It will not be the fault of the Irish Olympic Horse Society (Northern Region) if Ulster horses and riders do not gain places on international three-day teams in the future.
Last year membership of the society stood at 200 but already the 1969 target of 300 is well on the way towards being achieved.
In the words of secretary Mr H J Eakin, the growing popularity of the sport among the younger people is one of the most heartening and healthy developments for years.
“Undoubtedly we can look forward with a great deal of confidence,” Mr Eakin declared.
But perhaps the biggest scoop by the society has been the arrival – to conduct two-day courses for members – of Mr Jock Ferry, the man responsible for the preparation of the Irish team.
Mr Ferry, the Scot who is permanently employed by the Irish army, has just concluded the first of these special courses at the Banbridge Riding Centre where 20 horses and riders “showed plenty of potential and endless enthusiasm”.
Under Mr Ferry’s training the Irish team has figured prominently in recent European championships with the world title successes in England in 1966 obviously the major achievement. Only an unfortunate accident prevented the team from bringing “gold” from the Mexico Olympics.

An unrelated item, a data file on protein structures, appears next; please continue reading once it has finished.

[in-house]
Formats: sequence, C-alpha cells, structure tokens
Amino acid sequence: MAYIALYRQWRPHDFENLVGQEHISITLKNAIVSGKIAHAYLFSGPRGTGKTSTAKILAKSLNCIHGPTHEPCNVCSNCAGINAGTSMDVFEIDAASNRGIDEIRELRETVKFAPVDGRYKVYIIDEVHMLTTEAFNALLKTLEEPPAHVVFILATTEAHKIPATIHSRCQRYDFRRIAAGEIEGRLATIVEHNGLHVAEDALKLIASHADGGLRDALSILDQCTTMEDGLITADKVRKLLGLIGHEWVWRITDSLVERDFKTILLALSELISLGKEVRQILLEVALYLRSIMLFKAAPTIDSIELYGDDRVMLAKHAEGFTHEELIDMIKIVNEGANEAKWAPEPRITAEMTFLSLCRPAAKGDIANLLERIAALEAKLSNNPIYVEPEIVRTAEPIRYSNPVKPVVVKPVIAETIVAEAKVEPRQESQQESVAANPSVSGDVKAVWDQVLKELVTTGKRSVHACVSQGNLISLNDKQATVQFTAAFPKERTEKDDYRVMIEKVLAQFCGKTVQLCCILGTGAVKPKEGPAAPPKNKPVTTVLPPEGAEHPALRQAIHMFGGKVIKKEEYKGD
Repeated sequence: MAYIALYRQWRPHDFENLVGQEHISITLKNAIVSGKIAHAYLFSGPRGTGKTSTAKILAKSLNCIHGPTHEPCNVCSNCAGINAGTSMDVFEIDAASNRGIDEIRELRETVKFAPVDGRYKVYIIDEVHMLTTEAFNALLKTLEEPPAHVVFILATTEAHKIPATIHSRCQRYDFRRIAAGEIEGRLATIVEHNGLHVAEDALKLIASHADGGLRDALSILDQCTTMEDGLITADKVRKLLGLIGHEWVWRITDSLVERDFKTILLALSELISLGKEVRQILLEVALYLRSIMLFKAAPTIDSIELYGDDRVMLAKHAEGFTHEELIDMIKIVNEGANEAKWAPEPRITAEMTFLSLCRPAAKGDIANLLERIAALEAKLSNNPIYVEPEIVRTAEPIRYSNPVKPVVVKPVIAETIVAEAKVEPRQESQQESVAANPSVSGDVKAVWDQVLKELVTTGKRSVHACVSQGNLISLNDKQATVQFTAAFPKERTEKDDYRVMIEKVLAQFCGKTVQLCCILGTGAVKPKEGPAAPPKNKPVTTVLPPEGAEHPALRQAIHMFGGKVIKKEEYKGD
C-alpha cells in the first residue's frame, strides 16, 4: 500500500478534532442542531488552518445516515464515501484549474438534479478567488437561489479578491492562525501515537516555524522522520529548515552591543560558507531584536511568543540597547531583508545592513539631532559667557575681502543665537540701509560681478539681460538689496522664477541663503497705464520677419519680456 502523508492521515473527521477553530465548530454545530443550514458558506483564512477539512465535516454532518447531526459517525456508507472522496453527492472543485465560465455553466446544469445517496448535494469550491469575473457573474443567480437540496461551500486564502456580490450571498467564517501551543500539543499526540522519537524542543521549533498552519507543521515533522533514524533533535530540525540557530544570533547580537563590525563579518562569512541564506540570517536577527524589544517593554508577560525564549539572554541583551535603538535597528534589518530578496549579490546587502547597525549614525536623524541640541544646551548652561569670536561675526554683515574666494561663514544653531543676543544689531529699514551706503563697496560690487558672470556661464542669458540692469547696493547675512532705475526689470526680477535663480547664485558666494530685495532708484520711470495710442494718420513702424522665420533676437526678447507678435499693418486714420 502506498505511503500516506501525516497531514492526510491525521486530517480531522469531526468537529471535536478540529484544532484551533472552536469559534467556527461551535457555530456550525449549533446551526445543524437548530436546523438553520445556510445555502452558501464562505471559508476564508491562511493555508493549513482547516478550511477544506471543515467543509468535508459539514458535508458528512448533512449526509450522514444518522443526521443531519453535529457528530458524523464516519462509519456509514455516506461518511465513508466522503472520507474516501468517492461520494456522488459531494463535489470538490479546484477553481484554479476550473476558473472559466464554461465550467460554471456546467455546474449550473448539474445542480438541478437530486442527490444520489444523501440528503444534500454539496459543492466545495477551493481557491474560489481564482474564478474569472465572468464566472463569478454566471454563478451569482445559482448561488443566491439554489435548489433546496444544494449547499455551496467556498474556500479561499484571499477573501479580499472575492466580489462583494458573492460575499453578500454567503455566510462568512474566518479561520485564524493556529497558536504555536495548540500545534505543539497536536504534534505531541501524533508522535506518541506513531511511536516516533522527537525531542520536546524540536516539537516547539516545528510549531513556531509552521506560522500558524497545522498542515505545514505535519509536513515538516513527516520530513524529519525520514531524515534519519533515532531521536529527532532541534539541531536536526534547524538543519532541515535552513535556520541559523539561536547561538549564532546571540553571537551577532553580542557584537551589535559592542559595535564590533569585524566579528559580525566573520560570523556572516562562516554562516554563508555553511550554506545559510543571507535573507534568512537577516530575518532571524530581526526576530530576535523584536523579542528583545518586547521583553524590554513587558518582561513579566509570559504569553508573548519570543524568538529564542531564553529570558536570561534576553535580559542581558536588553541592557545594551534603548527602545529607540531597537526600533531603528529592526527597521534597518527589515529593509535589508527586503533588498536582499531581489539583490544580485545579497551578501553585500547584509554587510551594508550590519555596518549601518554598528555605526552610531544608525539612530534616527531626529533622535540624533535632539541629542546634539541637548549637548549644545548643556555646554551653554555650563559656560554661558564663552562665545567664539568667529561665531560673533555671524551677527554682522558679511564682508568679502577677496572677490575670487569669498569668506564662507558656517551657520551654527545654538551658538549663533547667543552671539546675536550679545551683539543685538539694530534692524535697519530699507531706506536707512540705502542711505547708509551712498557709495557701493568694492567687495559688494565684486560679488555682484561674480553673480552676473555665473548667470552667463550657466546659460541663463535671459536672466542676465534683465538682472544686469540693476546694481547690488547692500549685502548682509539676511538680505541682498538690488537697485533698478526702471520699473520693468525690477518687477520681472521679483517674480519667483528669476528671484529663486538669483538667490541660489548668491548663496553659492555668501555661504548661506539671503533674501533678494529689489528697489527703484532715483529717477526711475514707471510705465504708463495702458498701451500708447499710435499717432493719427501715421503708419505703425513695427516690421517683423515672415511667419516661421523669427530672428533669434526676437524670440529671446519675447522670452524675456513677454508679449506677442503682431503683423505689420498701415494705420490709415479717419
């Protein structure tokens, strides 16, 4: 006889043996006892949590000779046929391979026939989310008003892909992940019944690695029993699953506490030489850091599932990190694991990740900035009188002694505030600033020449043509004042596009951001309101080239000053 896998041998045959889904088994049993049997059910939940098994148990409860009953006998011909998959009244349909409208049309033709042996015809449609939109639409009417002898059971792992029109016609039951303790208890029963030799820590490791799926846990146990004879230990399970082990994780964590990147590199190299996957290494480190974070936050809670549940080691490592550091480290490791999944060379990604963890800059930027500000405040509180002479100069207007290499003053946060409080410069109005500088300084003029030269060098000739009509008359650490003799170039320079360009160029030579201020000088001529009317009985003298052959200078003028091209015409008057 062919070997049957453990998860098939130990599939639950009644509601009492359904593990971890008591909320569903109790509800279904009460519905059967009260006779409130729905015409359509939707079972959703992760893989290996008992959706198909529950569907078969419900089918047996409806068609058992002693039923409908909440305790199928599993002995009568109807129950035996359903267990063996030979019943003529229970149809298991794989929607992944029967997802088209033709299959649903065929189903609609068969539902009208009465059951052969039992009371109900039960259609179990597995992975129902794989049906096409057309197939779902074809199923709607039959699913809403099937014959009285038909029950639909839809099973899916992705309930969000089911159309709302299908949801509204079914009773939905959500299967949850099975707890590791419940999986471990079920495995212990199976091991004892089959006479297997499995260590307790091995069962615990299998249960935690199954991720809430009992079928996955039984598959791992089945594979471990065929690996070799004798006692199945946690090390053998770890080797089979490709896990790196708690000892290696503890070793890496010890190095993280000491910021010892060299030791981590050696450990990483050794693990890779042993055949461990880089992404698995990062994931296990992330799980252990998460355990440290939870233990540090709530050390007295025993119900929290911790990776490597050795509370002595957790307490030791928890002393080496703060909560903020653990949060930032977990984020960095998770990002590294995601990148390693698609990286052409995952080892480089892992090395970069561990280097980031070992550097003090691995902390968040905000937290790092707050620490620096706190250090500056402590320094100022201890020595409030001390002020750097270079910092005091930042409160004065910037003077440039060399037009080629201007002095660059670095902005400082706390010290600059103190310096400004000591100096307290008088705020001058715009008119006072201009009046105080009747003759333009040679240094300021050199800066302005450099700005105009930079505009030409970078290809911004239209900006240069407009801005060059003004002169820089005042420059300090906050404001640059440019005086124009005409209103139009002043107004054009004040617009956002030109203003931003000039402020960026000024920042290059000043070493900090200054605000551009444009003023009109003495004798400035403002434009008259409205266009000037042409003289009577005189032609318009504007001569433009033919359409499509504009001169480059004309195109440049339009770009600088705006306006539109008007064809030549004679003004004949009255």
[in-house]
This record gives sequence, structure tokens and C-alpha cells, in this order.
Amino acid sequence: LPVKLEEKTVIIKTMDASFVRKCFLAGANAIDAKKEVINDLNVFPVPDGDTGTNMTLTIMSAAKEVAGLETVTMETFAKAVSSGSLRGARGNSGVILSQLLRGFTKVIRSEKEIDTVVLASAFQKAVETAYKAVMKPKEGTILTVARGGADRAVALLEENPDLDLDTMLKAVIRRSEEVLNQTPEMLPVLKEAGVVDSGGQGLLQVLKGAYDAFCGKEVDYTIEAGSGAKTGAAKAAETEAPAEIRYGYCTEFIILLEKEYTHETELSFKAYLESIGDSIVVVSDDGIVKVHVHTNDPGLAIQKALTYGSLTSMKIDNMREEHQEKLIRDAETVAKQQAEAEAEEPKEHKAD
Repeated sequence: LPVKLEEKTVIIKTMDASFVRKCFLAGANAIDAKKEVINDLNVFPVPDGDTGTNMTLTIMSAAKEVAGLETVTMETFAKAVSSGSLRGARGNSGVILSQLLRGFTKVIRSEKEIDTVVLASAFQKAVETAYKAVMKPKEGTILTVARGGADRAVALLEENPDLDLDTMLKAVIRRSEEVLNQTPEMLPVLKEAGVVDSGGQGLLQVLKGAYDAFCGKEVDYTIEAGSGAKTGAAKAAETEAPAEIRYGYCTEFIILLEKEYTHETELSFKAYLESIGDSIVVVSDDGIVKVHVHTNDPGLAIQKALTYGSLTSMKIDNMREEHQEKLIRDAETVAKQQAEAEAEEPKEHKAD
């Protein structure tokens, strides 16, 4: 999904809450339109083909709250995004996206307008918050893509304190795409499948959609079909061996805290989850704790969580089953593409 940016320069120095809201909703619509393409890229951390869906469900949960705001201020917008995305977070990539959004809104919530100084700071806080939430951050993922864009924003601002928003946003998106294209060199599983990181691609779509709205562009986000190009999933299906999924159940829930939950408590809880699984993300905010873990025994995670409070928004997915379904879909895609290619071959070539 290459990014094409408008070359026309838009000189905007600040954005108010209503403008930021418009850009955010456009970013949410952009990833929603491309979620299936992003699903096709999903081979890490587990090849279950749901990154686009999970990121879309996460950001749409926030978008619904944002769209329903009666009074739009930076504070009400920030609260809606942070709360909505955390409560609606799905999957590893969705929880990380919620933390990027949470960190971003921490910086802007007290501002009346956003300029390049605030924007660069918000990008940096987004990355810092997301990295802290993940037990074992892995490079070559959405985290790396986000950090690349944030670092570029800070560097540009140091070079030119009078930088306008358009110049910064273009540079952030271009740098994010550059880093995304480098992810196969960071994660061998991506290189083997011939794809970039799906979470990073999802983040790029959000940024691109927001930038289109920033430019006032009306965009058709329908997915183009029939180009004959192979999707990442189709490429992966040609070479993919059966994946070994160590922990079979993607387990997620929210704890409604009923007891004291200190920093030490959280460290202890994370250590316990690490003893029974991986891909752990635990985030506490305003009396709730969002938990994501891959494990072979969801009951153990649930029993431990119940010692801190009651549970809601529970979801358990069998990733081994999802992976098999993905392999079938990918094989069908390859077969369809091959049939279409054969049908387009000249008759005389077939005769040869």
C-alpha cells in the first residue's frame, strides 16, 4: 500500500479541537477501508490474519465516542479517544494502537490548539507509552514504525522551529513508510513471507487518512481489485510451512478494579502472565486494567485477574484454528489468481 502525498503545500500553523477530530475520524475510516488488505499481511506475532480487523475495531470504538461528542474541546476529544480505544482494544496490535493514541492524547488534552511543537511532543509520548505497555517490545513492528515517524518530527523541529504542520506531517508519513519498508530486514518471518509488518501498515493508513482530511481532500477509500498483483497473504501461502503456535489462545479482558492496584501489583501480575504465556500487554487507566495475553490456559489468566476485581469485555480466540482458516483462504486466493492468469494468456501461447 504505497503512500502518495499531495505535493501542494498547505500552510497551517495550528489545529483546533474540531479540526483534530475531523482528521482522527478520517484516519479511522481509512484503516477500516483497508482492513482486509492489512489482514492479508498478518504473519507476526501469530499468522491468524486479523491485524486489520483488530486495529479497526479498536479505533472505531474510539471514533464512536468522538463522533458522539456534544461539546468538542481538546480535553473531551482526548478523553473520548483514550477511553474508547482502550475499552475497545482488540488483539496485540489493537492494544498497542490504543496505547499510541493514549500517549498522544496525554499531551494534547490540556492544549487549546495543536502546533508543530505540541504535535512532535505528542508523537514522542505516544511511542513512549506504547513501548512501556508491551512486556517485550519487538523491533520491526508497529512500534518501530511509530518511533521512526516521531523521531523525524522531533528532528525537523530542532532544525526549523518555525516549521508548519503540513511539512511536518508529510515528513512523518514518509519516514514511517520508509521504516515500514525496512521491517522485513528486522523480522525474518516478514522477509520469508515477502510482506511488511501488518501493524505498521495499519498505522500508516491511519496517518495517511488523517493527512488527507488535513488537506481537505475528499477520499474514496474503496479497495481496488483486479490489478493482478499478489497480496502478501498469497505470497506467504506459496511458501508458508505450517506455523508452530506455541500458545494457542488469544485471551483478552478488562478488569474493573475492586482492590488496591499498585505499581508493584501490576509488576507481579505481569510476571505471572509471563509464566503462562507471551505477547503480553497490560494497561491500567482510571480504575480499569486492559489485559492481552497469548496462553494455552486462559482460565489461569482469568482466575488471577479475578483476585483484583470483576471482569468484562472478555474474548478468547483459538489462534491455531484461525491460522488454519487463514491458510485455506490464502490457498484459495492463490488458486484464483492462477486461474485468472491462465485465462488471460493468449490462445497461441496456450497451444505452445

Taking time off at Banbridge, Mr Ferry told FarmWeek: “We are presently preparing to defend our world title at Punchestown in 1970 and of course an eye is being kept on the Munich Olympics in 1972. No doubt the selectors would be delighted to include Ulster representatives on future teams.”
The Northern Region is directly affiliated to the All-Ireland Society with the team selected on a 32-county basis.
Mr Eakin commented: “The popularity of the three-day event is sweeping the country with the previous diffidence towards the dressage section no longer in evidence.”
The three-day event is divided between dressage, cross country and show jumping with tremendous demands made on horse and rider.
Dressage requires trained gymnast qualities in the horse without tampering with its natural paces; the cross country demands speed, endurance and courage; and the show jumping proves whether the animal remains supple after the rigorous workouts of the previous exercises.